Pushing The Senses Review

artist: Feeder date: 11/07/2005 category: compact discs
Feeder: Pushing The Senses
Released: Jan 31, 2005
Genre: Rock
Styles: Alternative Metal
Number Of Tracks: 10
Gone are the soaring, rip-roaring guitar-driven pop-metal anthems of old, replaced by what can best be described as rather insipid power-ballads.
 Sound: 8.5
 Lyrics: 9.3
 Overall Impression: 8.3
 Overall rating:
 Reviewer rating:
 Users rating:
reviews (6) 3 comments vote for this album:
overall: 9.3
Pushing The Senses Reviewed by: Landstrom, on november 07, 2005
3 of 3 people found this review helpful

Sound: Pushing The Senses is in my opinion the best album Feeder have done since the tradgic death of Jon Lee. However, gone are the festival anthems but enter the more mature side of Feeder. The album contains some of the deepest songs that Grant has ever written. I love the sound of this album to some people it may be depressing and if you're looking for upbeat anthems I would suggest an earlier album. However, this album to me is amazing. The songs are mellow and provide lyrics that really convey the feelings of the band. I would say, however, that the songs are very depressing. I find them that way with a few exceptions yet I would still rate this as an amazing sound for an album. // 9

Lyrics: As mentioned previously I believe that these are the best lyrics ever to be seen on a Feeder album. They are deeper than other albums and convey an emotion to the listener. When you listen to Grant singing on the album you can really empathise with him. There is real emotion in his voice and this changes appropriately with the song. For instance the finger picking on Dove Grey Sands is joined by an almost far away voice. The more upbeat Feeling a Moment is matched with a fairly lively voice from Grant yet it maintains the constant feel throughout. The lyrics too are well suited to the music and this album shows the most mature song writing yet seen from Grant. // 10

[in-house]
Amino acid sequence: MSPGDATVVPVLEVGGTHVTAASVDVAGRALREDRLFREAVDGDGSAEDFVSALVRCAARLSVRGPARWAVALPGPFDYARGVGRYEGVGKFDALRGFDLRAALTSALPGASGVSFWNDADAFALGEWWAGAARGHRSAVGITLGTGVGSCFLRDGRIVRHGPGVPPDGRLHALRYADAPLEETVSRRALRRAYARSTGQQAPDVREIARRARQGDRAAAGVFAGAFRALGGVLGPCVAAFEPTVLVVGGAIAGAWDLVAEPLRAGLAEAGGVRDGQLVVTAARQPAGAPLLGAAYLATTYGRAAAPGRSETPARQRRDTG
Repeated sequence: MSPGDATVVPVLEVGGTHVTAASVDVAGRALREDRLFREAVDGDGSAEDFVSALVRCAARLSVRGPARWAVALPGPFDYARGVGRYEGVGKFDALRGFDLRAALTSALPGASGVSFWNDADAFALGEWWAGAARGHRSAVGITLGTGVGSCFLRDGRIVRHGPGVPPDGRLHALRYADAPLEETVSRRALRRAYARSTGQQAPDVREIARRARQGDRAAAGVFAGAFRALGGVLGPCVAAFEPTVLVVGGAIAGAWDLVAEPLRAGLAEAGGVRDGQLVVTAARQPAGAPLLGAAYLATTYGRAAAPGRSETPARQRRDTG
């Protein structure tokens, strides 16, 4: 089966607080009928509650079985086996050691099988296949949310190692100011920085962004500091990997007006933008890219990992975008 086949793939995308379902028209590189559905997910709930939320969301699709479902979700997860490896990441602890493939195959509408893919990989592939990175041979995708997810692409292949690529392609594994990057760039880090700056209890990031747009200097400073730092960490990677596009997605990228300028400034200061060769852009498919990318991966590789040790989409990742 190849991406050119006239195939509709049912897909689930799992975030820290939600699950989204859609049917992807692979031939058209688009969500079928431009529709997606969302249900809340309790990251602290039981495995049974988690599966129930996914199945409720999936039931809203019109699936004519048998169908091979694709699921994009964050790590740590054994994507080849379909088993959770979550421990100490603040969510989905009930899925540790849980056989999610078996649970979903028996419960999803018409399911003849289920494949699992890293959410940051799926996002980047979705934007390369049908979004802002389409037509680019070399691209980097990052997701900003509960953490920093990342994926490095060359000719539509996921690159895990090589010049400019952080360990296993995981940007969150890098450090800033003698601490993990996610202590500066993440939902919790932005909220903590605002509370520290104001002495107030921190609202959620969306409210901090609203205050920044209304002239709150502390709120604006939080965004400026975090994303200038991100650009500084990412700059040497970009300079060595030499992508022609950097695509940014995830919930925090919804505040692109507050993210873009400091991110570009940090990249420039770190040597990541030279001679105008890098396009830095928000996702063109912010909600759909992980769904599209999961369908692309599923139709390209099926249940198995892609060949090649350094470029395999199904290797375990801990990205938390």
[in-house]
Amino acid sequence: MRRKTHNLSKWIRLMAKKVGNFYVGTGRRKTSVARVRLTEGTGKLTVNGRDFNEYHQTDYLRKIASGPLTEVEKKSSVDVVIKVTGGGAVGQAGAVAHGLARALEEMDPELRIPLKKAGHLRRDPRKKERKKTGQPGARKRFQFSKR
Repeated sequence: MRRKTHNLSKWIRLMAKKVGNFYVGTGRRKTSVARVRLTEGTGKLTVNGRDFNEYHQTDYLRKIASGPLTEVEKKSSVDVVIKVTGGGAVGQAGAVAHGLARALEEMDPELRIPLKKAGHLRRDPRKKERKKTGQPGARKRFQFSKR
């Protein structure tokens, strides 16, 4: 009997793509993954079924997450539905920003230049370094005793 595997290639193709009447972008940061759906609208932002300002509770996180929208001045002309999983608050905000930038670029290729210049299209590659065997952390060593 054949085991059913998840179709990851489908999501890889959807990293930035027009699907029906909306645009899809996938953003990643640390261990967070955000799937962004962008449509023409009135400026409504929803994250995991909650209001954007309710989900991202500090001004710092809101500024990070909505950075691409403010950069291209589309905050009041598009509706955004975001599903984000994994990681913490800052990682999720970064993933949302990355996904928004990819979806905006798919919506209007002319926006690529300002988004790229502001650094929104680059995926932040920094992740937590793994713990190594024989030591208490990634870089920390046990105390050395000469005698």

Overall Impression: This album is definately one of my favourites and if I lost the album then I would definately buy it again. If you want hard rock then do not buy this album. If you want a well written and mature album then this is definately a good recommendation. I can, however, criticise the album on the fact that the guitar isn't amazingly hard. The song's music is not something that will go down as a legendary piece of composing but I think that that works fairly well. I love this album and I have listened to the majority of the tracks a lot. This album would definately go down as one of my favourites and I would recommend it strongly to anyone. // 9

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overall: 8.3
Pushing The Senses Reviewed by: chinko, on september 22, 2005
1 of 1 people found this review helpful

Sound: Feeders sound may have progressed majorly since their 1995 debut, but this album seems to be a step in the wrong direction. taking more from CIS than it should, Pushing The Senses is a soft indie album, and detracts majorly from their poppy side. This is alledged to be the actual album written in anguish of Jon Lee's death, as most of comfort in sound was actually written before his unfortunate departure. As such, the album is slow, soft and ballady, and sounds very much like coldplay. However, where they have gone softer, there are still some cracking tracks on the album. The albums title track, bitter glass and pilgrim soul are reminders that feeder are still strong in the rocky department. // 8